Hot hatches are popular with petrolheads in Singapore because they provide the best bang for the buck. And Volkswagen’s Golf GTI series has been the very definition of bang-for-the-buck pocket rockets since 2004, when the Mk 5 version arrived and changed the local hot-hatch landscape like never before.
The Mk 5 Golf GTI is still good-looking after a decade in the business. This says a lot about the car’s fashion-proof design, which is faithful to the classic GTI styling philosophy of “red flashes in the right places”. The five-year-old Mk 6 Golf GTI is a handsome hatchback, too, but it’s less winsome than the Mk 5.
It’s an open secret that the Mk 6 Golf is essentially an updated Mk 5, which explains their similar dimensions, proportions and lowered-suspensions. They even weigh the same – give or take a few kilograms. The chassis, too, was carried over, but 18-inch “Detroits” (in place of 17-inch “Denvers”), three-mode adaptive damping and a clever electronic differential help elevate the Mk 6 above its “Mk 5.5” status. Also helpful is the rearrangement of the exhaust system and its twin tailpes.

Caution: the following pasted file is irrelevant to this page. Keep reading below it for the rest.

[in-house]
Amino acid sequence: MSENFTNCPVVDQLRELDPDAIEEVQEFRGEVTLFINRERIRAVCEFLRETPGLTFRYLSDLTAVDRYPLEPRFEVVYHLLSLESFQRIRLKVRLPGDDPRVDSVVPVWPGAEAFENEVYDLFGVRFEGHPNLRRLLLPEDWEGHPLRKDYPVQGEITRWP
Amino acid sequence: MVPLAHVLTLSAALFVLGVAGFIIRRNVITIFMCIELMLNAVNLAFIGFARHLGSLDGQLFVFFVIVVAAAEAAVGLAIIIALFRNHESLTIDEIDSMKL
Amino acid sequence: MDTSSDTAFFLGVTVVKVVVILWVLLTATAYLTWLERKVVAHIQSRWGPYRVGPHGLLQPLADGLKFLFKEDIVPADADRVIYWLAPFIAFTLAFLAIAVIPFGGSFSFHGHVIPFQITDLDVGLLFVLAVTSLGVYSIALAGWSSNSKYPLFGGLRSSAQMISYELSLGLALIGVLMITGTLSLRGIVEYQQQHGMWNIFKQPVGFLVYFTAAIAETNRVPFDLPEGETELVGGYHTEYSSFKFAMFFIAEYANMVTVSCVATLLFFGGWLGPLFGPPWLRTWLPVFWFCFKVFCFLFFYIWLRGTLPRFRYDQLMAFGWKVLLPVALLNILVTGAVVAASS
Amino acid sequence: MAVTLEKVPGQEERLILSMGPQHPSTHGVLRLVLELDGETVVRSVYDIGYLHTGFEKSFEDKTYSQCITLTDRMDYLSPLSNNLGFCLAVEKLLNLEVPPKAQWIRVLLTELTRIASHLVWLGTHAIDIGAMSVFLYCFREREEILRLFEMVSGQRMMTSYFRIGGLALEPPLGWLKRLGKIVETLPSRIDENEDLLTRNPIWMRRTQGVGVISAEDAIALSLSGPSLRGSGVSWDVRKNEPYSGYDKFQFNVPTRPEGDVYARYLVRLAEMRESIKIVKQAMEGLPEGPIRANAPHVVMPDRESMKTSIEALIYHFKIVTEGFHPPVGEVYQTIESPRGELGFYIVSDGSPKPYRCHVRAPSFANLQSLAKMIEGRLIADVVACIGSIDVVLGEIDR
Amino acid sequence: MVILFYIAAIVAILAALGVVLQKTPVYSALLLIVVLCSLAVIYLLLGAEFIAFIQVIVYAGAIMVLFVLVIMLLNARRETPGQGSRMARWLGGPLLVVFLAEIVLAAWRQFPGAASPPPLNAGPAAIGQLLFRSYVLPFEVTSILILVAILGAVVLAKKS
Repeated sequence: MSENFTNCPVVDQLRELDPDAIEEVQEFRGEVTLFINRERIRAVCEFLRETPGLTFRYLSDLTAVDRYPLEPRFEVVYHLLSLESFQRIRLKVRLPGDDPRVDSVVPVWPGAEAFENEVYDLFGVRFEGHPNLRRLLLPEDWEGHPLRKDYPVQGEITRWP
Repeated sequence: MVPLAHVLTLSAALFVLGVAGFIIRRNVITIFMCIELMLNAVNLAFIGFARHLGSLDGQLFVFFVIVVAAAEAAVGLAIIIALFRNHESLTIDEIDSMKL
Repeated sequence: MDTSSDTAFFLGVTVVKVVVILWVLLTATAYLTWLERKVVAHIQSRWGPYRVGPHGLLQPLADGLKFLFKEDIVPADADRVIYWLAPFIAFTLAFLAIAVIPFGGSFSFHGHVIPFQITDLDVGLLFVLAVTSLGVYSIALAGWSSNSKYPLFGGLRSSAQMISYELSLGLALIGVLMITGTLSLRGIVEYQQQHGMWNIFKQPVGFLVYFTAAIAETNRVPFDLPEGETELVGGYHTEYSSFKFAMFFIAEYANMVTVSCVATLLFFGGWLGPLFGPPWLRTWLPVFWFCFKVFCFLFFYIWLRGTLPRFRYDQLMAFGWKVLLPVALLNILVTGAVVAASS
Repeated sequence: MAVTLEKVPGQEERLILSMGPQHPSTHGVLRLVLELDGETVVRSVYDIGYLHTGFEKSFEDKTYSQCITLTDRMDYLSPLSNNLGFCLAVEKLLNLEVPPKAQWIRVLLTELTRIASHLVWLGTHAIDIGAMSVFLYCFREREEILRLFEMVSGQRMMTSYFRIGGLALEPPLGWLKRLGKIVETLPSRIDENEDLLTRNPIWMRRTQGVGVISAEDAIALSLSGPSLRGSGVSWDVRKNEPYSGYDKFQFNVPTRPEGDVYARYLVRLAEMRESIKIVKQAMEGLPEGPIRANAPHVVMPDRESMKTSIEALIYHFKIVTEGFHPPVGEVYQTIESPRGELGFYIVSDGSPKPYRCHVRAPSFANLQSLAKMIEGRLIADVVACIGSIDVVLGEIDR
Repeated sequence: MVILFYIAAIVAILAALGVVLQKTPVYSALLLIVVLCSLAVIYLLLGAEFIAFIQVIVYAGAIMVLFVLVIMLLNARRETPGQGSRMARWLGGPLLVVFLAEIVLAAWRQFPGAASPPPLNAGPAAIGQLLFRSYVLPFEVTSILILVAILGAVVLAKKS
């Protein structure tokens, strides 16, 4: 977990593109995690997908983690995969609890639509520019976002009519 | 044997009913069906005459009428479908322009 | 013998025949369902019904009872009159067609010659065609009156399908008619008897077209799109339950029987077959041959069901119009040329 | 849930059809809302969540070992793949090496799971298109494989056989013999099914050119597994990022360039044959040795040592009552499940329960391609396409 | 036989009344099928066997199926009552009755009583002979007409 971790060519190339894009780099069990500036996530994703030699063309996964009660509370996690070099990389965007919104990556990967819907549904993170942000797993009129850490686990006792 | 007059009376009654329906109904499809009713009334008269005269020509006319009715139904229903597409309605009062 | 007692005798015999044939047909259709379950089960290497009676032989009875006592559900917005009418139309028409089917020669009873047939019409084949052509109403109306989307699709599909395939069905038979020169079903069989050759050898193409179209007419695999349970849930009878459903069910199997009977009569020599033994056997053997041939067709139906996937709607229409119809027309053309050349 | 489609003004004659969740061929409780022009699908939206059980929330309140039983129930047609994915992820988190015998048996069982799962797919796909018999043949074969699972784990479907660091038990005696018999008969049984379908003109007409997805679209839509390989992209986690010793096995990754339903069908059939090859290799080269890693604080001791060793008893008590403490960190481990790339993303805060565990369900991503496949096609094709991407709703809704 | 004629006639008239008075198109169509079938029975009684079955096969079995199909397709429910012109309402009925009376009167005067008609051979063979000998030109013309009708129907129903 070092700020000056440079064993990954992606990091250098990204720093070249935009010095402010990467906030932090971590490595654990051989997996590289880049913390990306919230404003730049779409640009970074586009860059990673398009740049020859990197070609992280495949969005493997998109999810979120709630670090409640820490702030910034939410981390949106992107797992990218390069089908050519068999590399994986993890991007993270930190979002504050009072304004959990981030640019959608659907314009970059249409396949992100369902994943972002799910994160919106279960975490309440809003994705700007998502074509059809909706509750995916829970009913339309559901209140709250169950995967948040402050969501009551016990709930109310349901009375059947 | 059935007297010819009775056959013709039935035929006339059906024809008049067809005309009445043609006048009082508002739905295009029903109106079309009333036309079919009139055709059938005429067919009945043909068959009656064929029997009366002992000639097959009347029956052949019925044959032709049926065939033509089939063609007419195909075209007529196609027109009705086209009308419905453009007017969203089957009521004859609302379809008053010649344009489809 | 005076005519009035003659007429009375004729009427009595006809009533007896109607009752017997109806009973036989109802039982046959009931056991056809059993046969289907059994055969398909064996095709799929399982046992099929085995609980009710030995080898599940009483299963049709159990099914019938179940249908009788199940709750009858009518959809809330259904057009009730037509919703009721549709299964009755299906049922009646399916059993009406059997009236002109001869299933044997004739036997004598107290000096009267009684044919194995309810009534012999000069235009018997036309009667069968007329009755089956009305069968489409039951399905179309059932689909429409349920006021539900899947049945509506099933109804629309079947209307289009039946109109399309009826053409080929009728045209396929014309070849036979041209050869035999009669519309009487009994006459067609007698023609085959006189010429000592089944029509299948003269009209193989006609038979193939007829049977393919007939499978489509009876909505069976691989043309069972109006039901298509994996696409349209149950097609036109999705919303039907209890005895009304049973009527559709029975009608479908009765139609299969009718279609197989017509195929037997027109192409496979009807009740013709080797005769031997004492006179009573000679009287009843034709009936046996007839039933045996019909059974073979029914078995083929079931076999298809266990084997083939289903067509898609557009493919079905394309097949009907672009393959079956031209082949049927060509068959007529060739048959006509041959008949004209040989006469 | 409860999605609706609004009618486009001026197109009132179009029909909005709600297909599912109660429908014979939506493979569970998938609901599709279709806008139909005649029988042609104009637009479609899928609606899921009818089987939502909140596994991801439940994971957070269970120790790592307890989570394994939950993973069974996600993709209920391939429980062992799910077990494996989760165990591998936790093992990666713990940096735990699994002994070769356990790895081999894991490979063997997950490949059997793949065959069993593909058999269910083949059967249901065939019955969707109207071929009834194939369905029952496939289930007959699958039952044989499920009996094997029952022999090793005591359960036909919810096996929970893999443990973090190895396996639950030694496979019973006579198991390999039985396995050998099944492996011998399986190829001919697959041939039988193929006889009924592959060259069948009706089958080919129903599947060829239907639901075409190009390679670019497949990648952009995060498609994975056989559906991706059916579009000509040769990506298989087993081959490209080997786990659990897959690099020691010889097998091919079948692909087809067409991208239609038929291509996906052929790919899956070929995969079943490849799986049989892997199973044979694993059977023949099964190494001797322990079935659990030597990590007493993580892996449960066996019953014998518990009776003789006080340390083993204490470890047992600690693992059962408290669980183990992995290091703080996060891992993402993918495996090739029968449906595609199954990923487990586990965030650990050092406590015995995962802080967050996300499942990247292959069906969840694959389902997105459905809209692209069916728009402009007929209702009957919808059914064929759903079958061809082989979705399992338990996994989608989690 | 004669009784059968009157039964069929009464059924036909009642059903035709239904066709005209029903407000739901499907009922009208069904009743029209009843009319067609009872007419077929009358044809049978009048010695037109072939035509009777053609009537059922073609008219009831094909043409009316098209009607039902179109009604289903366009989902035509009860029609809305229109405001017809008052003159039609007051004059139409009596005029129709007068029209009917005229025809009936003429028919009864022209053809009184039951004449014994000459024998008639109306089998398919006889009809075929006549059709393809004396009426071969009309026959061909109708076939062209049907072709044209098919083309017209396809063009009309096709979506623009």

The two Volkswagen Golf GTIs’ exhaust gases are produced by a 2-litre 16-valves 4-cylinder with turbocharging, direct injection and 280Nm. Compared to the Mk 5 EA113 engine, the Mk 6 EA888 engine has 10 more German stallions (210bhp in total), a broader torque band, slightly cleaner emissions and one kilometre more mileage per litre of unleaded. Transmission duties in both Golfs are handled by VW’s 6-speed DSG dual-clutch gearbox.
The newest Golf GTI continues to use a dual-clutch turbocharged 2-litre 4-cylinder, but with 220bhp and 350Nm. It’s the extra torque that enables the Mk 7 to outgun its two forebears, especially when moving off or overtaking. Yet, it burns petrol at a slower rate.
Comparing the three cockpits, the Mk 7 is obviously superior to the others in equipment and presentation, but it also requires greater attention from the driver. There are fewer amenities in the Mk 6, but they’re par for the (Golf) course and Teutonic in their ergonomics. The Mk 5 cockpit, being the oldest here, loses out to the rest in terms of colour, chrome and conveniences, but it’s logically laid out and decently durable, and the seats are supportive.
The Mk 5 Golf GTI is still a nice drive, but the Mk 6 Golf GTI is even better and the Mk 7 Golf GTI is the best.